I’ve lived in Fairfield County, CT my entire life. I was so grateful to see an event about suicide awareness happening in Greenwich, CT. I was invited as a guest speaker and wanted to share my speech with you all as well!
Surviving Suicide, Self-Harm, & More
“I am someone that has lived with thoughts of suicide and self-harm since I was in elementary school. I didn’t always know that I was experiencing this and didn’t have the right words to express and
understand. But what I did know was the feeling of pain, disconnection, and shame. These thoughts started to express themselves in ways like trying to make myself small and staying out of the way of things… By remaining silent so that I didn’t have to burden anyone… By showing desperation for connection, even if it meant being in a toxic relationship. I didn’t know that some behaviors were self-harm, until they became more ‘traditional’, like cutting and disordered eating. My first suicide attempt was in middle school. And still, to this day, I feel shame in sharing that with my family.
If I were to try to find a blame for suicide and self-harm, it would be trauma, shame, and disconnection. Suicide is too complex for it to be one thing. But these were the emotions I felt consistently throughout my journey. I would turn to anything to feel self-worth and connection. A toxic connection is still a connection, and I unfortunately gravitated towards that.
I ended up experiencing numerous violent relationships, became addicted to heroin, was homeless, and at 22 I was incarcerated for multiple felonies and spent a year in prison. For me, many of these consequences were results of desperation of trying to find purpose and meaning. I continuously wonder what kept me fighting throughout those years… and what I’ve found is that it’s never one thing. It’s many little things, the hope for future things, and the simple things.
Currently, I still live with thoughts of suicide and self-harm… I’ve just learned key differences than before: I know how to express what I’m experiencing…. I know the people and places that are safe to share them with… I have connection to my community, to nature, and with myself. Some days, my most effective coping skill is curling up with a blanket and watching my favorite shows… And other days I cope with therapy, nature, and attend support groups.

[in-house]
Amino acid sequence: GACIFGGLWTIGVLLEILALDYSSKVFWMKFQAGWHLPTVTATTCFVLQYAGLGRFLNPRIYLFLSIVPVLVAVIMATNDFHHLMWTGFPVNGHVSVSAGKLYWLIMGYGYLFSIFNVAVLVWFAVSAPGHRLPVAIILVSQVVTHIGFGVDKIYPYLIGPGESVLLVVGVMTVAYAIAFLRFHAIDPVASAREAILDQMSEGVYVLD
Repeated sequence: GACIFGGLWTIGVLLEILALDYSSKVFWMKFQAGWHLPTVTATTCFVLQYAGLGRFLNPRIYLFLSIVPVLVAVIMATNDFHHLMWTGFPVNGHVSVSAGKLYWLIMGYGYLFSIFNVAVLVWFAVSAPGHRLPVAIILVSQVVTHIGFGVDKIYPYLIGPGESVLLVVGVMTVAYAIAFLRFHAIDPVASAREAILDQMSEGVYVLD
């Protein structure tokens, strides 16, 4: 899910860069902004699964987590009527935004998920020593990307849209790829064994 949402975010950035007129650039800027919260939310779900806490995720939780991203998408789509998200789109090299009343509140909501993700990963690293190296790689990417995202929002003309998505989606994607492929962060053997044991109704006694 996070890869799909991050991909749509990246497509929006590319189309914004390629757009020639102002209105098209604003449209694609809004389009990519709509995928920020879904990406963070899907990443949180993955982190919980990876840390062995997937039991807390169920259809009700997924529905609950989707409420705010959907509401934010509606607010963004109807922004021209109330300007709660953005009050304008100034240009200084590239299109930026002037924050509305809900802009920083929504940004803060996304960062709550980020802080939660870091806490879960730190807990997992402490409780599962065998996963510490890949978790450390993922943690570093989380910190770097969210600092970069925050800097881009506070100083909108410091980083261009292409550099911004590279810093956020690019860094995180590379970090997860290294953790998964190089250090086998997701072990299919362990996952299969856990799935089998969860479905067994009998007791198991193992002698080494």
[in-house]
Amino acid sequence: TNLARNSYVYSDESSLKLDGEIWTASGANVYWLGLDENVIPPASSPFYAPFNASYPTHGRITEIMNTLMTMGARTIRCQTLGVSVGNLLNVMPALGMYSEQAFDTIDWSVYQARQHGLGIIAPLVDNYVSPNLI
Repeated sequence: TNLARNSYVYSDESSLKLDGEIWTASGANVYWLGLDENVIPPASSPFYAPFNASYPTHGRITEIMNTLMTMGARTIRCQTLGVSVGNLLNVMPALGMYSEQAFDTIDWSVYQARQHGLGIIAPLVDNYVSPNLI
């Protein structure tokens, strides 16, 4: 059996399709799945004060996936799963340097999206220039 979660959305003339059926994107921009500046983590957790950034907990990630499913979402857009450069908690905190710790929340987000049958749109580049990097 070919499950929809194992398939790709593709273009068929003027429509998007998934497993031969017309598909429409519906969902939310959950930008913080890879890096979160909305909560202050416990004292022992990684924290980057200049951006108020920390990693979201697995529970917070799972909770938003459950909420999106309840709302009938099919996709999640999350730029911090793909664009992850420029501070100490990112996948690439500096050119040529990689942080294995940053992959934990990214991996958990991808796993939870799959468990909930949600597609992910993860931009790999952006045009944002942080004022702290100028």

It has been ten years since my last suicide attempt and in just a few short weeks, I will be celebrating 7 years in recovery from addiction. I’ve found purpose in working in a career field that allows me to connect with people experiencing the same challenges. I run a support group for anyone in the community that experiences thoughts of suicide and self harm. I work hard to show that there are alternatives to inpatient care and hospitalization… That there are ways to talk about suicide and self-harm and ways to support someone experiencing it.
The most helpful for me is when someone empathizes with my pain, rather than compete against it, dismiss it’s seriousness, or try to problem solve. When someone sits with me and simply says, “wow that sounds terrifying, how can I support you”, [it] shows me that they are listening to learn, rather than rescue.
I’m grateful that the endless efforts of working on myself have brought joy, understanding, and resiliency. I’m grateful to have a great partner, a safe home, a dog and cat, healthy relationships with my family, a career I love, and just recently, I have enrolled back into college to continue my education. I received a full pardon this year and am no longer a felon. I have new milestones and goals to live for… some small, like living for good pizza and walks with my dog… some large, like planning a wedding and being an aunt and godmother.
Every day looks different, and some days are full of darkness. But with hope, connection, and vulnerability… together, we can create a world where people experience self-love, rather than self-harm.“